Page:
Young Victorians have endorsed a proposal for compulsory LGBTQI sex education in the state’s public secondary schools at this month’s YMCA Victoria Youth Parliament.

The program, now in its 33rd year, sees 120 people aged 16 to 25 take to the chambers of Victoria’s Parliament House to present and debate bills they have drafted on issues that are of concern to young people.

Bills that pass in Youth Parliament are given to the relevant Victorian state cabinet minister for consideration.

Since 1987, the program has seen 30 Youth Parliament Bills go on to become Victorian state law, including mandatory wearing of bike helmets, blood alcohol limits for those accompanying learner drivers, and legal recognition for carers of people with disabilities.

The Compulsory LGBTQI+ Sex Education and Staff Awareness Training in Public Secondary Schools Bill was tabled by a team of six students from Bendigo and was passed unanimously in the youth parliament’s Legislative Assembly.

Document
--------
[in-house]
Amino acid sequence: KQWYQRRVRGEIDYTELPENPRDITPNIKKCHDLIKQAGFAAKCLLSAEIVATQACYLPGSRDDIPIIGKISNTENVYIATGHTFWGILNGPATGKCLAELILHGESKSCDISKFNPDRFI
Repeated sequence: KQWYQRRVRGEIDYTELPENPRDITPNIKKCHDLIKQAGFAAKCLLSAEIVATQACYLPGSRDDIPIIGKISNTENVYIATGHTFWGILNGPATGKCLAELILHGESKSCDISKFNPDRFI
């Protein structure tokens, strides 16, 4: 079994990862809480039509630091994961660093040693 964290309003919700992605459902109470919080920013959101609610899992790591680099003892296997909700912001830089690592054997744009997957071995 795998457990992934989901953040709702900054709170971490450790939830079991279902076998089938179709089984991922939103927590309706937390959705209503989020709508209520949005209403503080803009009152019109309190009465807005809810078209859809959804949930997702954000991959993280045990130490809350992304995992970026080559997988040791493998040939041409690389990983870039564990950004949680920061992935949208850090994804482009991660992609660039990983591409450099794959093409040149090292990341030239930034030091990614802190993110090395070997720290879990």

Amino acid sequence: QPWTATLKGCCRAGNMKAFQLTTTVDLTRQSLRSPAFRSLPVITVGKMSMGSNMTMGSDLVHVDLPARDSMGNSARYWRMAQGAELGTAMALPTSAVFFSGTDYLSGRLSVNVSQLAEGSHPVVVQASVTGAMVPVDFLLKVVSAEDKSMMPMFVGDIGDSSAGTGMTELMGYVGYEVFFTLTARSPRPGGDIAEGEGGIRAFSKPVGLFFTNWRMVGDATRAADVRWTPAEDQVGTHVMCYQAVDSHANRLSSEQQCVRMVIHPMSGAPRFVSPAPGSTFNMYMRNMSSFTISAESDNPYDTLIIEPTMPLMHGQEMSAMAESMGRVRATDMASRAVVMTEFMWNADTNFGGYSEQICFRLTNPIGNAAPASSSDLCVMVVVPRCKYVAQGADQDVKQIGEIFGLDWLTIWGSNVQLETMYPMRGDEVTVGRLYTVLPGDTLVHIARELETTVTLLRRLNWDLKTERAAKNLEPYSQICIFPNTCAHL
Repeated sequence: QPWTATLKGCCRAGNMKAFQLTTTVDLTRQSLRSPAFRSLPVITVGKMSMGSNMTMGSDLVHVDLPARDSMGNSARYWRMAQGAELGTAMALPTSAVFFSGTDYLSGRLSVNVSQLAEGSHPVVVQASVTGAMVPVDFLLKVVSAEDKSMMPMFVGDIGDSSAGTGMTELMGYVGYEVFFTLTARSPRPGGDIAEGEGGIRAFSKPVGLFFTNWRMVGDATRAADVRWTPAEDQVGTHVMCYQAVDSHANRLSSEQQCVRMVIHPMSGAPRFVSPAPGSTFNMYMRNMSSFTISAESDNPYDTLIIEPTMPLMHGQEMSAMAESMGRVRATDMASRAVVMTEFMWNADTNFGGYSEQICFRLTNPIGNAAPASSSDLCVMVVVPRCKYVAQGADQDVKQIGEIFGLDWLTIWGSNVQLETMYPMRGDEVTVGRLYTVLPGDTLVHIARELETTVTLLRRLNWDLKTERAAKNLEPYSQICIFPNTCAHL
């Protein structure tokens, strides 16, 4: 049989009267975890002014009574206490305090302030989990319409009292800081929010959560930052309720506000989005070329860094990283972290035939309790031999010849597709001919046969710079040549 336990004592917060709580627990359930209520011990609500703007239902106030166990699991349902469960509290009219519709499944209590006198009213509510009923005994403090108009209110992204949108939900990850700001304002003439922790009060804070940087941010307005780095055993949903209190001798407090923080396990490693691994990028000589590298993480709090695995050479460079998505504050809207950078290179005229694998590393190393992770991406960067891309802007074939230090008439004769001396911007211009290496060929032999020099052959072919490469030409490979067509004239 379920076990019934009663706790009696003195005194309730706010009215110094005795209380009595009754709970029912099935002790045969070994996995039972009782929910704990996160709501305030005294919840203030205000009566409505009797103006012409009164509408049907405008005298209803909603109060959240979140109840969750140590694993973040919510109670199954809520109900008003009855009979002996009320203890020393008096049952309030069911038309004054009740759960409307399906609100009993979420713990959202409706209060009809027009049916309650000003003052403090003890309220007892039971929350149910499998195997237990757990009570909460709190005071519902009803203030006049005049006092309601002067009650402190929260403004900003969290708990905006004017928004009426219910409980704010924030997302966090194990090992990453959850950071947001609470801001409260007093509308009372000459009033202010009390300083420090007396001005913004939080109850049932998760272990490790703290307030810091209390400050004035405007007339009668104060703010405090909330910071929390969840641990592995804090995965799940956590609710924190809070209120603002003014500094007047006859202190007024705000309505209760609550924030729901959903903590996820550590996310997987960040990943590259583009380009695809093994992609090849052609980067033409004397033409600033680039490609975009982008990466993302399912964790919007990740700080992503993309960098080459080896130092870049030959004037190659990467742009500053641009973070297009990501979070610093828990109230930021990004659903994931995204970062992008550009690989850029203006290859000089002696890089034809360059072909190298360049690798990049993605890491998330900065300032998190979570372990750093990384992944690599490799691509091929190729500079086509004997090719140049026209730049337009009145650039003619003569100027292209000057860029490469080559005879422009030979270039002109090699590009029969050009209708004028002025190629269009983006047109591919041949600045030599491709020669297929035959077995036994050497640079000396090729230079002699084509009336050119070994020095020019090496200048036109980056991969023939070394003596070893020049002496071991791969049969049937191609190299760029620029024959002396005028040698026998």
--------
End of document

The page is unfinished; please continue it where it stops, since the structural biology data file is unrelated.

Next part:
The bill proposes updating the current sexual education curriculum to ensure inclusiveness, so all public secondary school students become informed about all areas of sexual health and relationships.

It also aims to eradicate stigma around LGBTQI issues, and open conversations around sexual health for individuals of different sexual orientations and genders.

Under the bill, staff would also undertake specialist training that covers LGBTQI identity, sexual health, relationships and consent, and the curriculum would be reviewed every five years.

The team believes the bill would be a major step forward in giving all students comprehensive and inclusive health education.

“This bill is ultimately to make sure youth are educated to keep themselves safe through all aspects of sexual health, regardless of gender or sexuality,” team member Annika Ritchie told the Star Observer.

She went on to say her team hoped their proposal would help shape Victorian legislation.

“This is a relevant issue concerning the health and education of our youth that we heavily feel should be adopted by the Victorian Parliament,” Ritchie said.

“An addition of LGBTQI+ education on the current curriculum is the end game, to ensure all students are represented within their health studies.”

The YMCA Victoria Youth Parliament sits annually each July.

Sam Kane is a member of the YMCA Youth Press Gallery.

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